Viagogo boss dismisses controversy over business model
The boss of secondary ticketing site Viagogo has defended its controversial business model, claiming highly inflated resale prices are justified if the market is there for them.
Managing director Cris Miller also apologised for not attending a parliamentary inquiry into secondary ticketing practice, admitting his absence was “clearly a mistake” and a “naive and immature” decision.
In an interview with ITV News – Viagogo’s first in two years – Miller said that despite the backlash against the company, he felt “very comfortable” with its business model, in which it acts as an online marketplace to resell tickets for entertainment and sporting events, including high-profile and sold-out West End shows.
It has repeatedly been criticised for allowing seats to be listed for multiple times the face value, and enabling the proliferation of online touts who scoop up tickets to sell on and restrict access for genuine audiences.
Miller said he believed that “if someone buys a ticket, they have the right to resell it”.
“We’re providing the marketplace, we don’t dictate the prices. We just allow the market to take place. We step in the middle to make sure everything goes ok,” he said, adding: “If I’m a buyer and I want to go to the Champions League final, and I want to spend €10,000, I think I should have an opportunity to be able to go.”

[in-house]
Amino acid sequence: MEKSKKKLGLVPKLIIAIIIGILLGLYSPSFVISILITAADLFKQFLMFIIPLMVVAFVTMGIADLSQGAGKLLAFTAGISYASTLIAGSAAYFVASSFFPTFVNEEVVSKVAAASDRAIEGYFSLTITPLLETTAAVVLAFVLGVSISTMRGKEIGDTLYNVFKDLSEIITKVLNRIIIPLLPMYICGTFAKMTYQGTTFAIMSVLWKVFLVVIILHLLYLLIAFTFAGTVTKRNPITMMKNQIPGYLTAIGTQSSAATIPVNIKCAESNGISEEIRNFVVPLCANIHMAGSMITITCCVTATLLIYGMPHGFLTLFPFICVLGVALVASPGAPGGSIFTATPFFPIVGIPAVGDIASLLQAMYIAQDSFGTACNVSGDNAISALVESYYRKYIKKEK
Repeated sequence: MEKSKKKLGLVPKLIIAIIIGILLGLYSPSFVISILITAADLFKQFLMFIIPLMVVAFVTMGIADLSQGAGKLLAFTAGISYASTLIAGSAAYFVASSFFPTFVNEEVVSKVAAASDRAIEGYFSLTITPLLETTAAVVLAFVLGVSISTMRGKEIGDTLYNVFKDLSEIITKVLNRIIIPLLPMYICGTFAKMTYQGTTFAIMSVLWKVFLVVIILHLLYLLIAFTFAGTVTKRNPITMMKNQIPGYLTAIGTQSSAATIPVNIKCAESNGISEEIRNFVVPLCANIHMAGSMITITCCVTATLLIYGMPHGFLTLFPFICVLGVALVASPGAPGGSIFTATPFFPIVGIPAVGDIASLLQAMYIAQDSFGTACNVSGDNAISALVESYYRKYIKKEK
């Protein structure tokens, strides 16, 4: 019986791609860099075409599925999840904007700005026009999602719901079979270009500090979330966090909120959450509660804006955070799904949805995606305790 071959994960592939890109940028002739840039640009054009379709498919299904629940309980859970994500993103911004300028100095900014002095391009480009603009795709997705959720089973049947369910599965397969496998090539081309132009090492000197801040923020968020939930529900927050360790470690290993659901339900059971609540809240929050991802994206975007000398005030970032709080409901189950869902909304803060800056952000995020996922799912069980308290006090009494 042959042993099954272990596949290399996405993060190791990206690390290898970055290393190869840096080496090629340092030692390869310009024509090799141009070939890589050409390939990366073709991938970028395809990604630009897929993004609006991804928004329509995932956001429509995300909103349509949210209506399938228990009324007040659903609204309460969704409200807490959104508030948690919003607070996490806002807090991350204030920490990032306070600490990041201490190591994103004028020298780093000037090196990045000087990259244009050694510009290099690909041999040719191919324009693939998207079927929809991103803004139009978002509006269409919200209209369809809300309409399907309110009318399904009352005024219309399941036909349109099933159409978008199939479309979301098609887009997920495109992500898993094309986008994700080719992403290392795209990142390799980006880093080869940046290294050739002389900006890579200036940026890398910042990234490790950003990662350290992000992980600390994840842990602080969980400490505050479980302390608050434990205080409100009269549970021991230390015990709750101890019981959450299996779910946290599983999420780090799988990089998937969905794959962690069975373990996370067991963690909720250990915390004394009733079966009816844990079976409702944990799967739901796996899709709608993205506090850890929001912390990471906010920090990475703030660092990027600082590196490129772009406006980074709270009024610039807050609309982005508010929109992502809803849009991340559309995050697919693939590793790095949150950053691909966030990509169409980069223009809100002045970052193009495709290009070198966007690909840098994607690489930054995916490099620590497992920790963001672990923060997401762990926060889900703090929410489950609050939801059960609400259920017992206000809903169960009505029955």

He also claimed the situation for ticket buyers was worse before Viagogo came into existence in 2006.
“We step in and clean the market up and actually do a lot better job than people give us credit for to make sure that customers actually get the tickets that they purchase,” Miller said.
Miller conceded that failing to attend a Digital, Culture, Media and Sport committee inquiry into secondary ticketing in 2017 had been a mistake, and said: “We simply were naive and immature and got that wrong. We didn’t really understand and appreciate the importance of what that DCMS inquiry was about. Looking back on it, it was clearly a mistake and we apologise for it.”
He claimed that not appearing at a later inquiry had been down to the company’s legal situation with the Competition and Markets Authority, which last year issued court proceedings against the company for not complying with a transparency order.
Miller also criticised event organisers and promoters who he said seek “a monopoly” over ticketing by banning seats that have been bought via a resale site.
“I think it’s about control over the tickets – it’s about making sure they have a monopoly over their event and making sure that, from start to finish, they are the ones that are maintaining control.
“The resale market is inevitable and so we’re just providing that platform for people to get in. We don’t understand why certain event organisers think that they should harass customers about where they buy their ticket,” he said.
Tickets for West End shows such as Hamilton continue to be listed on Viagogo despite anti-tout measures being introduced and producers warning that audience members with resold tickets will not be admitted. Last month, tickets for the forthcoming West End run of Fleabag, a 60-minute one-woman show, were being listed for nearly £600.
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